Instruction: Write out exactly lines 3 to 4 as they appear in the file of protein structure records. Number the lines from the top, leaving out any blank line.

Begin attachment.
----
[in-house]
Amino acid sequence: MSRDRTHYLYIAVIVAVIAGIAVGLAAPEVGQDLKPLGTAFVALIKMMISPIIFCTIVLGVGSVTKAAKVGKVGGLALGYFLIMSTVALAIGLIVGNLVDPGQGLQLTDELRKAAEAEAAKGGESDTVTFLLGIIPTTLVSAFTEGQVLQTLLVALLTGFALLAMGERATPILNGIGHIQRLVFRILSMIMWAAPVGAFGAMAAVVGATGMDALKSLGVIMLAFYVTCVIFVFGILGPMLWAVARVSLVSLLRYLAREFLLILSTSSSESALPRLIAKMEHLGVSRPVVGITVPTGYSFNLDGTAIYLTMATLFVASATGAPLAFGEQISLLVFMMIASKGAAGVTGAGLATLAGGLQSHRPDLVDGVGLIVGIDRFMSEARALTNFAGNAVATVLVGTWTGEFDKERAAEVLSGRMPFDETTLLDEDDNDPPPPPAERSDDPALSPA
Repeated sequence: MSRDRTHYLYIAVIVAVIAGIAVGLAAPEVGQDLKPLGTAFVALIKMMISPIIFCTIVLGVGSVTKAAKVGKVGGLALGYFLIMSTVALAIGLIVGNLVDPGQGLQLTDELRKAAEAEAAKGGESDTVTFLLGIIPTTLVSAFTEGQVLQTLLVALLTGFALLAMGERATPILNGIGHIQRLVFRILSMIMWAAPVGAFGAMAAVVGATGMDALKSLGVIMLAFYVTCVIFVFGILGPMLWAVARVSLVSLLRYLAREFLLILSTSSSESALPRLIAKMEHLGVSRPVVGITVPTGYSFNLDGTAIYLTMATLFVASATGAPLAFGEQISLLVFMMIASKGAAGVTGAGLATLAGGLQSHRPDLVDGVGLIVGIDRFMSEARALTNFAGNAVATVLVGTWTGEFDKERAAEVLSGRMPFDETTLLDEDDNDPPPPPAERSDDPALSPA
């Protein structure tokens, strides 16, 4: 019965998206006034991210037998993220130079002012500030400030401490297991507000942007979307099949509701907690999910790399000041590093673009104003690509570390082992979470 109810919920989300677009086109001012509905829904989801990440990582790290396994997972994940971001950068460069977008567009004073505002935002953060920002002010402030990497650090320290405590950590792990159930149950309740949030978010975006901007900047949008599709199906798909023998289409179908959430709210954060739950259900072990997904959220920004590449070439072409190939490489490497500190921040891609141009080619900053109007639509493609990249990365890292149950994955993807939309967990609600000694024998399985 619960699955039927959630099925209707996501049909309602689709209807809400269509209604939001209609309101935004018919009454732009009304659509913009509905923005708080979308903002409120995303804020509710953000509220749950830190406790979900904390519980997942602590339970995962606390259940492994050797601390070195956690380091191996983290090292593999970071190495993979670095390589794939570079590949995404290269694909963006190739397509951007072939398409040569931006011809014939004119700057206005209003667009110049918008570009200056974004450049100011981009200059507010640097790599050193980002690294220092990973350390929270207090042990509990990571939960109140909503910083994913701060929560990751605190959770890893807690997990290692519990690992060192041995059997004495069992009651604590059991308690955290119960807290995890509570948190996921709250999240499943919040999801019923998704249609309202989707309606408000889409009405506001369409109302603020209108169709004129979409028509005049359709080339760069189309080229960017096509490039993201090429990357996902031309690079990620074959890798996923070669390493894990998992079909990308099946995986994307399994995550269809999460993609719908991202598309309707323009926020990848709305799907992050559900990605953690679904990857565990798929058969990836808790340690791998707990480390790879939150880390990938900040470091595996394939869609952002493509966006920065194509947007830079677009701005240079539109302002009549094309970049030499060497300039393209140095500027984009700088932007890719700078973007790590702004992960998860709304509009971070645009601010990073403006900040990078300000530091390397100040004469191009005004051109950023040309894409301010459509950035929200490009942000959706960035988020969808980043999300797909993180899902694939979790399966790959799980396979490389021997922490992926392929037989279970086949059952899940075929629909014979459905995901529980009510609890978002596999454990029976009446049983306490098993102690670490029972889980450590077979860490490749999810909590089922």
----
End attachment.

Repeated sequence: MSRDRTHYLYIAVIVAVIAGIAVGLAAPEVGQDLKPLGTAFVALIKMMISPIIFCTIVLGVGSVTKAAKVGKVGGLALGYFLIMSTVALAIGLIVGNLVDPGQGLQLTDELRKAAEAEAAKGGESDTVTFLLGIIPTTLVSAFTEGQVLQTLLVALLTGFALLAMGERATPILNGIGHIQRLVFRILSMIMWAAPVGAFGAMAAVVGATGMDALKSLGVIMLAFYVTCVIFVFGILGPMLWAVARVSLVSLLRYLAREFLLILSTSSSESALPRLIAKMEHLGVSRPVVGITVPTGYSFNLDGTAIYLTMATLFVASATGAPLAFGEQISLLVFMMIASKGAAGVTGAGLATLAGGLQSHRPDLVDGVGLIVGIDRFMSEARALTNFAGNAVATVLVGTWTGEFDKERAAEVLSGRMPFDETTLLDEDDNDPPPPPAERSDDPALSPA
């Protein structure tokens, strides 16, 4: 019965998206006034991210037998993220130079002012500030400030401490297991507000942007979307099949509701907690999910790399000041590093673009104003690509570390082992979470 109810919920989300677009086109001012509905829904989801990440990582790290396994997972994940971001950068460069977008567009004073505002935002953060920002002010402030990497650090320290405590950590792990159930149950309740949030978010975006901007900047949008599709199906798909023998289409179908959430709210954060739950259900072990997904959220920004590449070439072409190939490489490497500190921040891609141009080619900053109007639509493609990249990365890292149950994955993807939309967990609600000694024998399985 619960699955039927959630099925209707996501049909309602689709209807809400269509209604939001209609309101935004018919009454732009009304659509913009509905923005708080979308903002409120995303804020509710953000509220749950830190406790979900904390519980997942602590339970995962606390259940492994050797601390070195956690380091191996983290090292593999970071190495993979670095390589794939570079590949995404290269694909963006190739397509951007072939398409040569931006011809014939004119700057206005209003667009110049918008570009200056974004450049100011981009200059507010640097790599050193980002690294220092990973350390929270207090042990509990990571939960109140909503910083994913701060929560990751605190959770890893807690997990290692519990690992060192041995059997004495069992009651604590059991308690955290119960807290995890509570948190996921709250999240499943919040999801019923998704249609309202989707309606408000889409009405506001369409109302603020209108169709004129979409028509005049359709080339760069189309080229960017096509490039993201090429990357996902031309690079990620074959890798996923070669390493894990998992079909990308099946995986994307399994995550269809999460993609719908991202598309309707323009926020990848709305799907992050559900990605953690679904990857565990798929058969990836808790340690791998707990480390790879939150880390990938900040470091595996394939869609952002493509966006920065194509947007830079677009701005240079539109302002009549094309970049030499060497300039393209140095500027984009700088932007890719700078973007790590702004992960998860709304509009971070645009601010990073403006900040990078300000530091390397100040004469191009005004051109950023040309894409301010459509950035929200490009942000959706960035988020969808980043999300797909993180899902694939979790399966790959799980396979490389021997922490992926392929037989279970086949059952899940075929629909014979459905995901529980009510609890978002596999454990029976009446049983306490098993102690670490029972889980450590077979860490490749999810909590089922």